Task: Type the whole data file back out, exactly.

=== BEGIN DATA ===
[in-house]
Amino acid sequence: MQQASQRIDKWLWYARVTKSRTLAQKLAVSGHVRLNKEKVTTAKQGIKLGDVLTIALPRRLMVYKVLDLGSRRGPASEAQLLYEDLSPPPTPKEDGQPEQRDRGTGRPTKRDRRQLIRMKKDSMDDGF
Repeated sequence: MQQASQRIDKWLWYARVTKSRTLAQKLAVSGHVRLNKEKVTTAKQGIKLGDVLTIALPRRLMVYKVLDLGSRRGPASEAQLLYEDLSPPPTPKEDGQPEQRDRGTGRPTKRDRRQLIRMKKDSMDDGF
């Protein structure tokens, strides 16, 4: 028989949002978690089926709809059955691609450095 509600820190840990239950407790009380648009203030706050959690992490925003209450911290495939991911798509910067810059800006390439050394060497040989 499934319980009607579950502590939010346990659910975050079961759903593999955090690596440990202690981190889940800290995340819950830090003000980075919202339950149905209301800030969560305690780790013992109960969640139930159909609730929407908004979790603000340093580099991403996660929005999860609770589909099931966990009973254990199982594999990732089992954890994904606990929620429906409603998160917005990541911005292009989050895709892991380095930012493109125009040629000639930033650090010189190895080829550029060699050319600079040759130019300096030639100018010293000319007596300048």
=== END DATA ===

[in-house]
Amino acid sequence: MQQASQRIDKWLWYARVTKSRTLAQKLAVSGHVRLNKEKVTTAKQGIKLGDVLTIALPRRLMVYKVLDLGSRRGPASEAQLLYEDLSPPPTPKEDGQPEQRDRGTGRPTKRDRRQLIRMKKDSMDDGF
Repeated sequence: MQQASQRIDKWLWYARVTKSRTLAQKLAVSGHVRLNKEKVTTAKQGIKLGDVLTIALPRRLMVYKVLDLGSRRGPASEAQLLYEDLSPPPTPKEDGQPEQRDRGTGRPTKRDRRQLIRMKKDSMDDGF
């Protein structure tokens, strides 16, 4: 028989949002978690089926709809059955691609450095 509600820190840990239950407790009380648009203030706050959690992490925003209450911290495939991911798509910067810059800006390439050394060497040989 499934319980009607579950502590939010346990659910975050079961759903593999955090690596440990202690981190889940800290995340819950830090003000980075919202339950149905209301800030969560305690780790013992109960969640139930159909609730929407908004979790603000340093580099991403996660929005999860609770589909099931966990009973254990199982594999990732089992954890994904606990929620429906409603998160917005990541911005292009989050895709892991380095930012493109125009040629000639930033650090010189190895080829550029060699050319600079040759130019300096030639100018010293000319007596300048």